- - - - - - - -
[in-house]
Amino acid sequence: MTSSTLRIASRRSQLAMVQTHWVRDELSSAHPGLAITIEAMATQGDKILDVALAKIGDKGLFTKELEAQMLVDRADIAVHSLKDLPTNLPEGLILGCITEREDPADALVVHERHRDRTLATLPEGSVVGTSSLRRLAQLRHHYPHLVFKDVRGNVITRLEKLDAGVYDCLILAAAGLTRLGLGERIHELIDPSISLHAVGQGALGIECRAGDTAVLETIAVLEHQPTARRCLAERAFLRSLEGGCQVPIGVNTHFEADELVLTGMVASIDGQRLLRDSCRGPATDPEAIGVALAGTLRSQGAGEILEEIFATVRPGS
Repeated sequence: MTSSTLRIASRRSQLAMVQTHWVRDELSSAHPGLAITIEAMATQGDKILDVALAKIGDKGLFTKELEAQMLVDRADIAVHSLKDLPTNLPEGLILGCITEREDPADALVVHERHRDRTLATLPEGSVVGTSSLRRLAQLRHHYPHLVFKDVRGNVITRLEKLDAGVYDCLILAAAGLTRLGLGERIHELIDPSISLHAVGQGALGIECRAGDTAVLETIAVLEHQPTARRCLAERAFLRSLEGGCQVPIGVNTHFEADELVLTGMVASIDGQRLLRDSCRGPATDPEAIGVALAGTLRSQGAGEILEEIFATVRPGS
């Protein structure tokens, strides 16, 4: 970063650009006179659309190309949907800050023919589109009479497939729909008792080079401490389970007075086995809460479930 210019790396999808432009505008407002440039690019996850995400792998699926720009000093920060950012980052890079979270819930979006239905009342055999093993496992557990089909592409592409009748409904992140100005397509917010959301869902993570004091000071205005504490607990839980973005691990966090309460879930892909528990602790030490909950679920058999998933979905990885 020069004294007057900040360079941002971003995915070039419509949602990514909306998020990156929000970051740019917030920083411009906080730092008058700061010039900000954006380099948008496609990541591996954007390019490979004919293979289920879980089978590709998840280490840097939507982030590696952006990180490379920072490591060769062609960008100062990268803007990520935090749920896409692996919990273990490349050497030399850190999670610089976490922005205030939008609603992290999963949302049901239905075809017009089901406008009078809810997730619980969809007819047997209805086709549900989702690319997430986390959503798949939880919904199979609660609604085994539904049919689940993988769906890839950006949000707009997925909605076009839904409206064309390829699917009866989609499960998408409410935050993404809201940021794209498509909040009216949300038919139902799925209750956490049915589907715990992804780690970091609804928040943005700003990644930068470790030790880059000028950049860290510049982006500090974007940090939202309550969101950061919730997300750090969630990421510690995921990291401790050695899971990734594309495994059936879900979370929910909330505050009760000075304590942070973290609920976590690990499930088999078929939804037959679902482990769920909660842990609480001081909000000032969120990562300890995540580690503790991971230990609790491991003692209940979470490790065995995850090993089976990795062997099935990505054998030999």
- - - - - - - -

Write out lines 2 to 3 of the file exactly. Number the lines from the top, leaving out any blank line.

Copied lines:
Amino acid sequence: MTSSTLRIASRRSQLAMVQTHWVRDELSSAHPGLAITIEAMATQGDKILDVALAKIGDKGLFTKELEAQMLVDRADIAVHSLKDLPTNLPEGLILGCITEREDPADALVVHERHRDRTLATLPEGSVVGTSSLRRLAQLRHHYPHLVFKDVRGNVITRLEKLDAGVYDCLILAAAGLTRLGLGERIHELIDPSISLHAVGQGALGIECRAGDTAVLETIAVLEHQPTARRCLAERAFLRSLEGGCQVPIGVNTHFEADELVLTGMVASIDGQRLLRDSCRGPATDPEAIGVALAGTLRSQGAGEILEEIFATVRPGS
Repeated sequence: MTSSTLRIASRRSQLAMVQTHWVRDELSSAHPGLAITIEAMATQGDKILDVALAKIGDKGLFTKELEAQMLVDRADIAVHSLKDLPTNLPEGLILGCITEREDPADALVVHERHRDRTLATLPEGSVVGTSSLRRLAQLRHHYPHLVFKDVRGNVITRLEKLDAGVYDCLILAAAGLTRLGLGERIHELIDPSISLHAVGQGALGIECRAGDTAVLETIAVLEHQPTARRCLAERAFLRSLEGGCQVPIGVNTHFEADELVLTGMVASIDGQRLLRDSCRGPATDPEAIGVALAGTLRSQGAGEILEEIFATVRPGS